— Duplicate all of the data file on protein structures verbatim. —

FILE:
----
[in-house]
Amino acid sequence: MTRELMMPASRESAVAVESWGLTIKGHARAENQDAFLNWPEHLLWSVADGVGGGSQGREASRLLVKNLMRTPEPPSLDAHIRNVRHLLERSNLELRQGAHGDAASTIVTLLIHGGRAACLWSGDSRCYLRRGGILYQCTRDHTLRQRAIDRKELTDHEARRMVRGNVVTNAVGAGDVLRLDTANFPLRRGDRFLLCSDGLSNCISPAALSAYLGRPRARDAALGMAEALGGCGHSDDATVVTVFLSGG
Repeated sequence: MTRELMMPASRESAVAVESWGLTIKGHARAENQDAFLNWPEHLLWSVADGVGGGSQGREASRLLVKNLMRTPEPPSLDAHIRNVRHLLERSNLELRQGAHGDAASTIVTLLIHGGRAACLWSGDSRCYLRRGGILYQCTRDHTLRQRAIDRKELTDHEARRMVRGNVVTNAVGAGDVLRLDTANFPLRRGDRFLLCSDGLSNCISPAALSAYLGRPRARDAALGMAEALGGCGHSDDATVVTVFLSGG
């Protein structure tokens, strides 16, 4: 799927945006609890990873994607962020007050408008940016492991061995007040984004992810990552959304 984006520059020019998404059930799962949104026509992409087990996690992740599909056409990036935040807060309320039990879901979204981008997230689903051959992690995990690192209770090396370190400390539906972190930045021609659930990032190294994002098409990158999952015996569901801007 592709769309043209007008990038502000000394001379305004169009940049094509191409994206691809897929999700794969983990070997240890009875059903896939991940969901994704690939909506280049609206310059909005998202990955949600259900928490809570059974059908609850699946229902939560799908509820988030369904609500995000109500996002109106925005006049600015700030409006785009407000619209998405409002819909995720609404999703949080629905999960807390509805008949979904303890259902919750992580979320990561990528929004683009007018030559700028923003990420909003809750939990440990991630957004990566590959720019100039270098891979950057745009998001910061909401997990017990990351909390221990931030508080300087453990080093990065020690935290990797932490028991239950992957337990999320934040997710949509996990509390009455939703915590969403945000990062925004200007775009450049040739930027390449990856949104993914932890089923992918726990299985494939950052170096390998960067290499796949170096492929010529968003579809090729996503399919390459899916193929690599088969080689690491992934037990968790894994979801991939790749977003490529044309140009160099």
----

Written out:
[in-house]
Amino acid sequence: MTRELMMPASRESAVAVESWGLTIKGHARAENQDAFLNWPEHLLWSVADGVGGGSQGREASRLLVKNLMRTPEPPSLDAHIRNVRHLLERSNLELRQGAHGDAASTIVTLLIHGGRAACLWSGDSRCYLRRGGILYQCTRDHTLRQRAIDRKELTDHEARRMVRGNVVTNAVGAGDVLRLDTANFPLRRGDRFLLCSDGLSNCISPAALSAYLGRPRARDAALGMAEALGGCGHSDDATVVTVFLSGG
Repeated sequence: MTRELMMPASRESAVAVESWGLTIKGHARAENQDAFLNWPEHLLWSVADGVGGGSQGREASRLLVKNLMRTPEPPSLDAHIRNVRHLLERSNLELRQGAHGDAASTIVTLLIHGGRAACLWSGDSRCYLRRGGILYQCTRDHTLRQRAIDRKELTDHEARRMVRGNVVTNAVGAGDVLRLDTANFPLRRGDRFLLCSDGLSNCISPAALSAYLGRPRARDAALGMAEALGGCGHSDDATVVTVFLSGG
């Protein structure tokens, strides 16, 4: 799927945006609890990873994607962020007050408008940016492991061995007040984004992810990552959304 984006520059020019998404059930799962949104026509992409087990996690992740599909056409990036935040807060309320039990879901979204981008997230689903051959992690995990690192209770090396370190400390539906972190930045021609659930990032190294994002098409990158999952015996569901801007 592709769309043209007008990038502000000394001379305004169009940049094509191409994206691809897929999700794969983990070997240890009875059903896939991940969901994704690939909506280049609206310059909005998202990955949600259900928490809570059974059908609850699946229902939560799908509820988030369904609500995000109500996002109106925005006049600015700030409006785009407000619209998405409002819909995720609404999703949080629905999960807390509805008949979904303890259902919750992580979320990561990528929004683009007018030559700028923003990420909003809750939990440990991630957004990566590959720019100039270098891979950057745009998001910061909401997990017990990351909390221990931030508080300087453990080093990065020690935290990797932490028991239950992957337990999320934040997710949509996990509390009455939703915590969403945000990062925004200007775009450049040739930027390449990856949104993914932890089923992918726990299985494939950052170096390998960067290499796949170096492929010529968003579809090729996503399919390459899916193929690599088969080689690491992934037990968790894994979801991939790749977003490529044309140009160099």